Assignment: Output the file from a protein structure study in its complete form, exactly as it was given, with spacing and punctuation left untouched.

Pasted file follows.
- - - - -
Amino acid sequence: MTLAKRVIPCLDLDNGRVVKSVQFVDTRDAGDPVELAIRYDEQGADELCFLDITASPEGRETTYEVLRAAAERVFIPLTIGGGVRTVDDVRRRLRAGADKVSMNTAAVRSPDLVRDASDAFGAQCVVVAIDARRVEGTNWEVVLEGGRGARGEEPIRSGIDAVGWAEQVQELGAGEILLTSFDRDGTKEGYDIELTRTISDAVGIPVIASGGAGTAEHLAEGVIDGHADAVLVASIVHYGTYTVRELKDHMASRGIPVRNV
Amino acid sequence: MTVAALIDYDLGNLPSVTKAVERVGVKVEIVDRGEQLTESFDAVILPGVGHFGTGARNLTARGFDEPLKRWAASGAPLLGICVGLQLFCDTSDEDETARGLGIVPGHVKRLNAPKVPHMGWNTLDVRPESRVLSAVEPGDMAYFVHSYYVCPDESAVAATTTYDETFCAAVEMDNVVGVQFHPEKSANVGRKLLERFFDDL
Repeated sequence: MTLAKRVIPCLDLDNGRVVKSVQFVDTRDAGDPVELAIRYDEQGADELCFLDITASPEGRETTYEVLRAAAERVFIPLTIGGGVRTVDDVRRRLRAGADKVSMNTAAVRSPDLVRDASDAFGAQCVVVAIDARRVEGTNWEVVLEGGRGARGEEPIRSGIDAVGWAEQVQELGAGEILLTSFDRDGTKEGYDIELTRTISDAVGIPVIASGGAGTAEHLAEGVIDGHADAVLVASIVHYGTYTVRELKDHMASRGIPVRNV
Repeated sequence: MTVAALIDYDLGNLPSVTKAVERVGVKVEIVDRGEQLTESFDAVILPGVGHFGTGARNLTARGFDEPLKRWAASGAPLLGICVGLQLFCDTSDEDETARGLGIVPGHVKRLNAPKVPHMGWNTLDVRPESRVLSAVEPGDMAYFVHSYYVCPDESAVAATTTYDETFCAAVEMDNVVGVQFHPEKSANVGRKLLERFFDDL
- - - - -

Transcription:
Amino acid sequence: MTLAKRVIPCLDLDNGRVVKSVQFVDTRDAGDPVELAIRYDEQGADELCFLDITASPEGRETTYEVLRAAAERVFIPLTIGGGVRTVDDVRRRLRAGADKVSMNTAAVRSPDLVRDASDAFGAQCVVVAIDARRVEGTNWEVVLEGGRGARGEEPIRSGIDAVGWAEQVQELGAGEILLTSFDRDGTKEGYDIELTRTISDAVGIPVIASGGAGTAEHLAEGVIDGHADAVLVASIVHYGTYTVRELKDHMASRGIPVRNV
Amino acid sequence: MTVAALIDYDLGNLPSVTKAVERVGVKVEIVDRGEQLTESFDAVILPGVGHFGTGARNLTARGFDEPLKRWAASGAPLLGICVGLQLFCDTSDEDETARGLGIVPGHVKRLNAPKVPHMGWNTLDVRPESRVLSAVEPGDMAYFVHSYYVCPDESAVAATTTYDETFCAAVEMDNVVGVQFHPEKSANVGRKLLERFFDDL
Repeated sequence: MTLAKRVIPCLDLDNGRVVKSVQFVDTRDAGDPVELAIRYDEQGADELCFLDITASPEGRETTYEVLRAAAERVFIPLTIGGGVRTVDDVRRRLRAGADKVSMNTAAVRSPDLVRDASDAFGAQCVVVAIDARRVEGTNWEVVLEGGRGARGEEPIRSGIDAVGWAEQVQELGAGEILLTSFDRDGTKEGYDIELTRTISDAVGIPVIASGGAGTAEHLAEGVIDGHADAVLVASIVHYGTYTVRELKDHMASRGIPVRNV
Repeated sequence: MTVAALIDYDLGNLPSVTKAVERVGVKVEIVDRGEQLTESFDAVILPGVGHFGTGARNLTARGFDEPLKRWAASGAPLLGICVGLQLFCDTSDEDETARGLGIVPGHVKRLNAPKVPHMGWNTLDVRPESRVLSAVEPGDMAYFVHSYYVCPDESAVAATTTYDETFCAAVEMDNVVGVQFHPEKSANVGRKLLERFFDDL